…They are the ones who breathlessly cover campaign tweets in a desperate bid for web traffic, they are the ones who act as glorified opposition researchers, evaluating claims on the basis of whether they’ll be used in an ad, and not whether they’re accurate or truthful. The obsessive focus on trivia, the constant search for gaffes—these are things generated by the political press. If reporters wanted to, they could focus on the actual substance of the campaign—and as many other journalists have shown, there is real substance in this contest.
June 21, 2012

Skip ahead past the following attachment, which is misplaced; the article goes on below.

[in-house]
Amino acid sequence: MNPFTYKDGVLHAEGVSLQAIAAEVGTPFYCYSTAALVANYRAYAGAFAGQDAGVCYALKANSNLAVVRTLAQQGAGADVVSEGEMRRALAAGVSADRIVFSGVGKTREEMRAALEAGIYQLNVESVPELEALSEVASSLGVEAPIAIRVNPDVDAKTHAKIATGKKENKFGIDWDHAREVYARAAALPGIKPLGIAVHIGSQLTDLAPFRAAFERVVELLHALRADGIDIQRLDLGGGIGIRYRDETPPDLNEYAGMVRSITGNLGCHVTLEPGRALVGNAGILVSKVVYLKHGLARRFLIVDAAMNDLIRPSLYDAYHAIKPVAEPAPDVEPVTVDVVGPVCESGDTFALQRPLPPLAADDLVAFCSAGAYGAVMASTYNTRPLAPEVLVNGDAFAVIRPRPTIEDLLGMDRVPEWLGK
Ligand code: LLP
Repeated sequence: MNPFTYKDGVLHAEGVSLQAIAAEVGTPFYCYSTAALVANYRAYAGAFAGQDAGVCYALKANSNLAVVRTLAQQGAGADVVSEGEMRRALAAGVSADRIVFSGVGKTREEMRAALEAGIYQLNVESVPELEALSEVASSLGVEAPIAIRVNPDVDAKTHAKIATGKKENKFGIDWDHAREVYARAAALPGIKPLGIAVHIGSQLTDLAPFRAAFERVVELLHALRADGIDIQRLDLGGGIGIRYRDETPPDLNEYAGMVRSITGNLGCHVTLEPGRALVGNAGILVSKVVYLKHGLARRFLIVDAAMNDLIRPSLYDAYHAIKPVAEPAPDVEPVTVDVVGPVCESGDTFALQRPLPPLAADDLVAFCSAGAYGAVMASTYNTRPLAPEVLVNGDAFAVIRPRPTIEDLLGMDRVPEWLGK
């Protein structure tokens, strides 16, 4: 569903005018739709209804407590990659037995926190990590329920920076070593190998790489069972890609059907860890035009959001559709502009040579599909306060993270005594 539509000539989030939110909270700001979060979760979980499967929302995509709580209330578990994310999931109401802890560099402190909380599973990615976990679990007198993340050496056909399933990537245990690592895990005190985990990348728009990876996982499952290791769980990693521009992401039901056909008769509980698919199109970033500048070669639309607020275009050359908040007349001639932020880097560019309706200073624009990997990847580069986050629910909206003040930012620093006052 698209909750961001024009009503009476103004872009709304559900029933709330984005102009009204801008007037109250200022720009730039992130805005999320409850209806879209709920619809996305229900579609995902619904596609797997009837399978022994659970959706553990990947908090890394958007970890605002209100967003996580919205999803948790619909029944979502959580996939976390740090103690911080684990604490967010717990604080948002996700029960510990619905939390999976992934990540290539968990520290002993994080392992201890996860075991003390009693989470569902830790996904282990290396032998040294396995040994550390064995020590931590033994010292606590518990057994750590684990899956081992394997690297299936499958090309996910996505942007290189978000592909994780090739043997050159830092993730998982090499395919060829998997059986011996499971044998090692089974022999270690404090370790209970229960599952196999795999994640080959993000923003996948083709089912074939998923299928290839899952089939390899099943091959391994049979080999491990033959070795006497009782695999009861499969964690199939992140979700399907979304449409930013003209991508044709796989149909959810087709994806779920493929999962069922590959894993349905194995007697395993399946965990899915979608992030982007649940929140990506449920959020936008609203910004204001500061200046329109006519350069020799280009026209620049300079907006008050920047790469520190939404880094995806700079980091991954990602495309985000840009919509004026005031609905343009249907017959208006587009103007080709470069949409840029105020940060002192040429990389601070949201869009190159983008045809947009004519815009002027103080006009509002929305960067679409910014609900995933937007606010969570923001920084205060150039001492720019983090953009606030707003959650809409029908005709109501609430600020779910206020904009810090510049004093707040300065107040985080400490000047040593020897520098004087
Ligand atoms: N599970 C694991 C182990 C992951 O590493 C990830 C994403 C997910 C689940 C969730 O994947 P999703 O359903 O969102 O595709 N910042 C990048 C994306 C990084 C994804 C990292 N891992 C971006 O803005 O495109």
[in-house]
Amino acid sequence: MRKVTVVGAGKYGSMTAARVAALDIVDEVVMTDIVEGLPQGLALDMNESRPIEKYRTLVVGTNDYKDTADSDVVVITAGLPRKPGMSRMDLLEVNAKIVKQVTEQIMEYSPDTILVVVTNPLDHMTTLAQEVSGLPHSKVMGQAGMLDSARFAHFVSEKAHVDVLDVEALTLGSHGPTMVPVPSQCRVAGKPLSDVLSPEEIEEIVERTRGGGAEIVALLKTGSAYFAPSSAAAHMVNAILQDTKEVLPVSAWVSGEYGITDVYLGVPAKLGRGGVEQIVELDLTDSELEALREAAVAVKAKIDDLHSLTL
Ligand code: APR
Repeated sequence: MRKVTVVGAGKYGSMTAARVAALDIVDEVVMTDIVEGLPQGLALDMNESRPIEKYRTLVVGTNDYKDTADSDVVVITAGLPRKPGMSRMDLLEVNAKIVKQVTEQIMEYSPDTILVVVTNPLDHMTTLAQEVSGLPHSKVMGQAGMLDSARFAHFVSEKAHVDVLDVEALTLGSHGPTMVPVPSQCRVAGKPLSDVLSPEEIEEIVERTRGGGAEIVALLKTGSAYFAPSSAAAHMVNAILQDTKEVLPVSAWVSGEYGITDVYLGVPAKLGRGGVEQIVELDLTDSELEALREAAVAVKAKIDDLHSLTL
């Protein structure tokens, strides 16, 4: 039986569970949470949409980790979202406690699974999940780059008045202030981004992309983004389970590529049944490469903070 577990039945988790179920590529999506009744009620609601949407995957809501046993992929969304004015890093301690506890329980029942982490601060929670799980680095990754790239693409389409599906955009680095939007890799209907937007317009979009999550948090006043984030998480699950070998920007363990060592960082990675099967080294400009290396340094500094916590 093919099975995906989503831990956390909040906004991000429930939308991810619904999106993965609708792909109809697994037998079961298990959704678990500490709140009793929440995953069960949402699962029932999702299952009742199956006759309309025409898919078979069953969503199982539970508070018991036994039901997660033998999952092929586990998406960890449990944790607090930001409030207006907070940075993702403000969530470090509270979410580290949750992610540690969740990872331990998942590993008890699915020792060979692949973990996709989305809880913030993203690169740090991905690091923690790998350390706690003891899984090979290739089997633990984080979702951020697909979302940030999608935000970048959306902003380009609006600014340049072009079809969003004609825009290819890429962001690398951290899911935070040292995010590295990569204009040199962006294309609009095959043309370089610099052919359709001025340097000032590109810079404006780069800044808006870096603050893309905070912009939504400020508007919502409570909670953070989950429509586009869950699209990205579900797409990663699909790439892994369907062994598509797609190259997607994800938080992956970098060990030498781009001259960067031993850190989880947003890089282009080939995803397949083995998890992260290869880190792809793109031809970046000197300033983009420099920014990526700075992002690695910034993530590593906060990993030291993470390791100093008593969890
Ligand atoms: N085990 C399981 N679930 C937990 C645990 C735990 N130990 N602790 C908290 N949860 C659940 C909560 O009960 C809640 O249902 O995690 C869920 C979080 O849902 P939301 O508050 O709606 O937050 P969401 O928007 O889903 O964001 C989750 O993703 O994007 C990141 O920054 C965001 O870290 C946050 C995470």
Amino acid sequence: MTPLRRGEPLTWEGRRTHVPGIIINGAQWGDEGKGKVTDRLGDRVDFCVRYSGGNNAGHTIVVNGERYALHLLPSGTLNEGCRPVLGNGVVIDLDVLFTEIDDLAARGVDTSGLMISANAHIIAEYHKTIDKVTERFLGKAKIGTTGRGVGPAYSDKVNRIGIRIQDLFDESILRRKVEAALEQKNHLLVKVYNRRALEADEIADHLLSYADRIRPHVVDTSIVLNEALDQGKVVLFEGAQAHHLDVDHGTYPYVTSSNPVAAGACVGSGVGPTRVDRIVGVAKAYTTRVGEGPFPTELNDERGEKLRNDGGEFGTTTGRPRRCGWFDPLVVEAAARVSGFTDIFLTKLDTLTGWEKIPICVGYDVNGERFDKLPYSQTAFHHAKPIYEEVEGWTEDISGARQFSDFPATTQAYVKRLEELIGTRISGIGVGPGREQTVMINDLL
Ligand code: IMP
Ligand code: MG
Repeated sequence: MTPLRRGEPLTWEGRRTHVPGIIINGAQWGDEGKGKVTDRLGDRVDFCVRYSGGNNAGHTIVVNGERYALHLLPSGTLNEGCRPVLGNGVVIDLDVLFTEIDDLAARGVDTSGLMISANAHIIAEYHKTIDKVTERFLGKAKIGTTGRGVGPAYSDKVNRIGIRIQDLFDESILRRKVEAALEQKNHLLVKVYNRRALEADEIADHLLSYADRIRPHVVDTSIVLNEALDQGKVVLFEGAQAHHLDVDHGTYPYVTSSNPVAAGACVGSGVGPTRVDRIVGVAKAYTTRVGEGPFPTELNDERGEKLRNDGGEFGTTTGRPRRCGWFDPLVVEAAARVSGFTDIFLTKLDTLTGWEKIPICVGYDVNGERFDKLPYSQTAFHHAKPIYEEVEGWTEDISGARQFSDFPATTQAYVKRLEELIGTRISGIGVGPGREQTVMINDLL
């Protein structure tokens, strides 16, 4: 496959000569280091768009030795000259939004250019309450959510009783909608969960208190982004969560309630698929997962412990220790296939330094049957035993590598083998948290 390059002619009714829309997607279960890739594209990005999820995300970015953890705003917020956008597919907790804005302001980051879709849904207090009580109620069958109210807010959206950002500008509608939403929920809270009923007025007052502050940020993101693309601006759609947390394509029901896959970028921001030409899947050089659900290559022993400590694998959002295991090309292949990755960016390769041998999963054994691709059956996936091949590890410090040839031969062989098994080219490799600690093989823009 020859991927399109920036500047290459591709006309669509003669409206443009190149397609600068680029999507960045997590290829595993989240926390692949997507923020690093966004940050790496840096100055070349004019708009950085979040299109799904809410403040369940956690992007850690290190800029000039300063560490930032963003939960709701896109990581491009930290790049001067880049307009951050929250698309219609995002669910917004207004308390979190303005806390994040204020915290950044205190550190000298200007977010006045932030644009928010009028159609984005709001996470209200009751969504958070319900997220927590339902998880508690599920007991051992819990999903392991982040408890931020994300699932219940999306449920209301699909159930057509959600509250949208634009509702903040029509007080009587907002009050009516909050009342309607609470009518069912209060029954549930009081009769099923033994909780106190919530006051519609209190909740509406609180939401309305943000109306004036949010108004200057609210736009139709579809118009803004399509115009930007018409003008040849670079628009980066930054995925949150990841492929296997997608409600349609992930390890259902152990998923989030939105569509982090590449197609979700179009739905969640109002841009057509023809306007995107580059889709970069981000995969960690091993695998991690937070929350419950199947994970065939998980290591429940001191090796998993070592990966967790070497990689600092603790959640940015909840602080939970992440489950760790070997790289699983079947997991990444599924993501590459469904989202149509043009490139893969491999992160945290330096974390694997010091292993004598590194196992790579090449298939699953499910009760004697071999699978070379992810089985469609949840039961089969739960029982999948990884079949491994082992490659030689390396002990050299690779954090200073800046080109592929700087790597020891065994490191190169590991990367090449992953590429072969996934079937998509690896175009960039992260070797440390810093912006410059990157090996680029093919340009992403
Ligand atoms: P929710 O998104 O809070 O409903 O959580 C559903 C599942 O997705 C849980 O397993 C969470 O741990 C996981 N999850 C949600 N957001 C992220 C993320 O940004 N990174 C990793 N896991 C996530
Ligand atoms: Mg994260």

June 14, 2012
'The underlying problem—and the biggest reason that gaffes are perpetually hyped by the media in the absence of evidence that they matter to voters—is that, despite all the cutbacks in journalism, too many reporters are chasing too few stories at this point in the presidential campaign. The incentives for perverse coverage are especially strong when little other news is being made. Editors should consider alternative approaches. Why not devote more resources to investigations, enterprise stories, and down-ballot races, and reduce the number of reporters covering the minutiae of the presidential campaign? We, the readers, will be just fine without them.' — Columbia Journalism Review
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